Book Review presents reviews of recent publications on Pennsylvania subjects by noted scholars, historians and journalists.

Revolution, Madness, and the Visionary Doctor Who Became a Founding Father
by Stephen Fried
Crown, 608 pp., hardcover $30

Benjamin Rush is difficult to write about, although at first glance that makes no sense. He was an interesting man who lived during interesting times, someone who knew prominent people and became prominent himself. He had opinions on everything and everyone, with an almost inexhaustible urge to write them down. What’s not to like for the biographer? Student of the Scottish and English Enlightenments, signer of the Declaration of Independence, first physician of the republic, friend of men like John Adams and Thomas Jefferson — all of it seems to demand attention from historians. But to cover the breadth of Rush’s experience, one would have to master the scholarship on Colonial America, the American Revolution and the Early Republic; on the history of science, medicine and mental illness; on the age of Enlightenment and 18th-century religious belief; on the politics of republicanism and democracy; on race and ethnicity, Indians and slavery; and on numerous other fields of the period. What scholar today, in our age of specialization, could say that their command of all of this work is solid enough to write a biography of someone so complicated as Benjamin Rush? Tellingly, no scholar has even tried, credibly, for almost 50 years.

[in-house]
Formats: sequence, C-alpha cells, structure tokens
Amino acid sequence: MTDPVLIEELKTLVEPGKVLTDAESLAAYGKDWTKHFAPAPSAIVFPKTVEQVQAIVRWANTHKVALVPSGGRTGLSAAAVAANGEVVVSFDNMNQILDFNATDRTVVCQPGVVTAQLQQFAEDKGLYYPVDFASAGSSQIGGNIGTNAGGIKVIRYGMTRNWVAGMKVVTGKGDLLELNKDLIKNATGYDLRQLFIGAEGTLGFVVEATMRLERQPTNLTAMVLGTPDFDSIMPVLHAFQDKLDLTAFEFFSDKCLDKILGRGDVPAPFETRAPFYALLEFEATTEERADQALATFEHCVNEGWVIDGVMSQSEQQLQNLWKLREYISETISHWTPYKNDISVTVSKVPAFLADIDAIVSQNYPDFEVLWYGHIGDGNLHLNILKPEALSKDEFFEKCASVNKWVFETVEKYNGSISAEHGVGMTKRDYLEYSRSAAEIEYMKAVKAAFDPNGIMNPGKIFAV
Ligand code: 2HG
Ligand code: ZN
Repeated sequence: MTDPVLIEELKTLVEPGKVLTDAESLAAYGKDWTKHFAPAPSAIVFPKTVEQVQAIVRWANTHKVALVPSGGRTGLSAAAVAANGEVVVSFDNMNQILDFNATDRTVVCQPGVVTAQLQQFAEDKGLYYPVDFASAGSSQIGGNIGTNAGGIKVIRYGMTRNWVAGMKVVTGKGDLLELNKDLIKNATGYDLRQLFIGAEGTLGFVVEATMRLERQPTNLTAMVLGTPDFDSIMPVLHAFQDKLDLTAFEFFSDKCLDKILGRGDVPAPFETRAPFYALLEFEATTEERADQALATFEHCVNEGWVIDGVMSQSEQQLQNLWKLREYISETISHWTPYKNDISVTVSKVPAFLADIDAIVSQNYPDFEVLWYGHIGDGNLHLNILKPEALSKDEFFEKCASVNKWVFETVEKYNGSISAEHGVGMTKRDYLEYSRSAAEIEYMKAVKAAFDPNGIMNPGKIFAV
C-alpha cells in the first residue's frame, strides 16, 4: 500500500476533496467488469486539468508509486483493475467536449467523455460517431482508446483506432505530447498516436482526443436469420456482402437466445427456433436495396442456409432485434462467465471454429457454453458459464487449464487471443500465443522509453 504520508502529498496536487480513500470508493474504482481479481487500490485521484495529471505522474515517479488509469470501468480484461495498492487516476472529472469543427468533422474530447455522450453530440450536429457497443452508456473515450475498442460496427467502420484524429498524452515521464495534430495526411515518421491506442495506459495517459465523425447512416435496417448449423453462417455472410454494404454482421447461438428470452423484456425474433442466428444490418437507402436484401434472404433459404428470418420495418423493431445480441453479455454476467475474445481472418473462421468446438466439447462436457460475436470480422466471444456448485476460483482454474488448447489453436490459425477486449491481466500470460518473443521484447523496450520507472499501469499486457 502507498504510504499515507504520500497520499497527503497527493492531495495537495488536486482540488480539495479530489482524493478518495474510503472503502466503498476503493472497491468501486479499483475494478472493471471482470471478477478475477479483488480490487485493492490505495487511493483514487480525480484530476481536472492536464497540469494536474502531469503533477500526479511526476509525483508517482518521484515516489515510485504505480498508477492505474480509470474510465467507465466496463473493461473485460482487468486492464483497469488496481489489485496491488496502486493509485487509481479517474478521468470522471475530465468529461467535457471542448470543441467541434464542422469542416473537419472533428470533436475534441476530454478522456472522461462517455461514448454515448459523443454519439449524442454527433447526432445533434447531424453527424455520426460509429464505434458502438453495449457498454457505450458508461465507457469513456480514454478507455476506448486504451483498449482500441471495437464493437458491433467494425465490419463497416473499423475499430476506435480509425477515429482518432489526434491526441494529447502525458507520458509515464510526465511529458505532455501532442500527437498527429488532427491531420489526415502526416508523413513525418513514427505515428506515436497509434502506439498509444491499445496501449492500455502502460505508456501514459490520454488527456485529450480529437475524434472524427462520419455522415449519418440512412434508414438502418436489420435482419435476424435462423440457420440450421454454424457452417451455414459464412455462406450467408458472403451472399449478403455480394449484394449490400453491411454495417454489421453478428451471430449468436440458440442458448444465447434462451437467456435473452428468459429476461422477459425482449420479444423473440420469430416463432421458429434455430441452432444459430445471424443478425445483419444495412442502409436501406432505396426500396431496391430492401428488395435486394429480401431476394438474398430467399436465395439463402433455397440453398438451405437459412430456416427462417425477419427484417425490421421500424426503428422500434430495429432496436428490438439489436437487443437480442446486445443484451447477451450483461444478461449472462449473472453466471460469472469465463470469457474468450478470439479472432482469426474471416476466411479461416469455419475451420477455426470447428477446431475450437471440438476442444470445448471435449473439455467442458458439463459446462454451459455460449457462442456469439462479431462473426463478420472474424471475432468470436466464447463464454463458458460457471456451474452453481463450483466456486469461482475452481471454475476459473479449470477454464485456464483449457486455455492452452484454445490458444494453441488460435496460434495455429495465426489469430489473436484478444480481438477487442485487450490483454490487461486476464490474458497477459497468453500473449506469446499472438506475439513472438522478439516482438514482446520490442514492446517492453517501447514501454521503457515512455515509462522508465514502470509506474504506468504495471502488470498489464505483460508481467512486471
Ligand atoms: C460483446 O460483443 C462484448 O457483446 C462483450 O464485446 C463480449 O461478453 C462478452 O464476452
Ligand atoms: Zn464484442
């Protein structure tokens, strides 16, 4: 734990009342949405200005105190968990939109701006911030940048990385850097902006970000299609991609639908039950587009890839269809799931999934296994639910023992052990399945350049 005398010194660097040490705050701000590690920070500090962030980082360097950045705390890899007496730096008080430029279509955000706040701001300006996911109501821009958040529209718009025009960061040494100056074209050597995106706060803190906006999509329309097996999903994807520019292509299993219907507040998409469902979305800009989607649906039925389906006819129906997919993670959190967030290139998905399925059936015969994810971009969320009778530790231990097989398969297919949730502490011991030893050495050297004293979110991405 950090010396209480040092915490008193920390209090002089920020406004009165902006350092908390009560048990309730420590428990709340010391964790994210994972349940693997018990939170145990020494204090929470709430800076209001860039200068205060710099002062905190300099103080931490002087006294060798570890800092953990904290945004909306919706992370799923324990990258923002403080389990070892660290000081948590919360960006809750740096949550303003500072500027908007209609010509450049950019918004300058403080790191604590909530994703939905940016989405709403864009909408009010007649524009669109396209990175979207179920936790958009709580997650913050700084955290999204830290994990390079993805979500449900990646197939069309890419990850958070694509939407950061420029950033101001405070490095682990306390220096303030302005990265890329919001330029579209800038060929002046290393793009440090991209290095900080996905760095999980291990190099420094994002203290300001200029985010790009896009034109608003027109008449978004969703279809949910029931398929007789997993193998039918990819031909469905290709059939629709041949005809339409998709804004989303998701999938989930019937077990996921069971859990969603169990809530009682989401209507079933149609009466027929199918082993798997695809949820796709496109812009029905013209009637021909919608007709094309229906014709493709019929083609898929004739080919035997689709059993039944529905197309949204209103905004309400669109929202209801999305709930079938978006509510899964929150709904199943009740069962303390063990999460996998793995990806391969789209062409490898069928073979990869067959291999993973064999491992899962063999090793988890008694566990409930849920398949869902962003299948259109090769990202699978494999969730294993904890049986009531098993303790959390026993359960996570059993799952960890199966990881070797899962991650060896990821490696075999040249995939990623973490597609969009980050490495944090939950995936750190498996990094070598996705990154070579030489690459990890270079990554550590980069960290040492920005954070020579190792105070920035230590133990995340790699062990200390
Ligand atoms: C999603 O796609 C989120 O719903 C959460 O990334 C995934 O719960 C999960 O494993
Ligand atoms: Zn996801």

Stephen Fried has now bravely made his attempt. He has written an accessible and readable monograph that gamely tries to think of the creation of the republic through Rush. In an insightful comment, Fried claims that Rush was fixated on health, and he tended to view the successes and failures of the new republic as ones he hoped to diagnose, treat and cure. There are times Fried comes up short — his explanations of Rush’s Christianity remain under-developed, and there are moments when his narrative becomes untethered from his footnotes, leaving the reader to wonder where the information comes from. But any new assessments of Rush will now have to contend with this book. Rush is a man worth the time, and Fried’s monograph does some hard work to make a difficult man to understand more understandable.

Christopher Bilodeau
Dickinson College